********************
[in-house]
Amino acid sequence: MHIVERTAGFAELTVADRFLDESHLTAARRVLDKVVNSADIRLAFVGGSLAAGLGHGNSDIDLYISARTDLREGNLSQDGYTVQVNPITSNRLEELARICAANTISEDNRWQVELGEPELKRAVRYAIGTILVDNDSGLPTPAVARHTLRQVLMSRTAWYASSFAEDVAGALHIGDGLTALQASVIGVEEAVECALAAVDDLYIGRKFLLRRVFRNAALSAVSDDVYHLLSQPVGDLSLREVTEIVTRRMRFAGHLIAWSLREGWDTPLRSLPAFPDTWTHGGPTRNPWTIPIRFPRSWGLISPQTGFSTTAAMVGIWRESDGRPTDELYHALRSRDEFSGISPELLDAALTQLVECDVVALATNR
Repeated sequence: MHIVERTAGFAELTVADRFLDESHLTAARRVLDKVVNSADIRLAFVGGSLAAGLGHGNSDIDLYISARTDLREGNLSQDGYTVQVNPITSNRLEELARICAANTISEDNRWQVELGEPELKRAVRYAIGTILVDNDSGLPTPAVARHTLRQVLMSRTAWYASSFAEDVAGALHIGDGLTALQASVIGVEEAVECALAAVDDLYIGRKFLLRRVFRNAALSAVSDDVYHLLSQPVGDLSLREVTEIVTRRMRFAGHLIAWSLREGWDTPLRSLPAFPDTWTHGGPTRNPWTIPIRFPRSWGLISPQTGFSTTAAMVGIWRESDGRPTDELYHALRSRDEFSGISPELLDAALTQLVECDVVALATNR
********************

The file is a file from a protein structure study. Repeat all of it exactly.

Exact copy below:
[in-house]
Amino acid sequence: MHIVERTAGFAELTVADRFLDESHLTAARRVLDKVVNSADIRLAFVGGSLAAGLGHGNSDIDLYISARTDLREGNLSQDGYTVQVNPITSNRLEELARICAANTISEDNRWQVELGEPELKRAVRYAIGTILVDNDSGLPTPAVARHTLRQVLMSRTAWYASSFAEDVAGALHIGDGLTALQASVIGVEEAVECALAAVDDLYIGRKFLLRRVFRNAALSAVSDDVYHLLSQPVGDLSLREVTEIVTRRMRFAGHLIAWSLREGWDTPLRSLPAFPDTWTHGGPTRNPWTIPIRFPRSWGLISPQTGFSTTAAMVGIWRESDGRPTDELYHALRSRDEFSGISPELLDAALTQLVECDVVALATNR
Repeated sequence: MHIVERTAGFAELTVADRFLDESHLTAARRVLDKVVNSADIRLAFVGGSLAAGLGHGNSDIDLYISARTDLREGNLSQDGYTVQVNPITSNRLEELARICAANTISEDNRWQVELGEPELKRAVRYAIGTILVDNDSGLPTPAVARHTLRQVLMSRTAWYASSFAEDVAGALHIGDGLTALQASVIGVEEAVECALAAVDDLYIGRKFLLRRVFRNAALSAVSDDVYHLLSQPVGDLSLREVTEIVTRRMRFAGHLIAWSLREGWDTPLRSLPAFPDTWTHGGPTRNPWTIPIRFPRSWGLISPQTGFSTTAAMVGIWRESDGRPTDELYHALRSRDEFSGISPELLDAALTQLVECDVVALATNR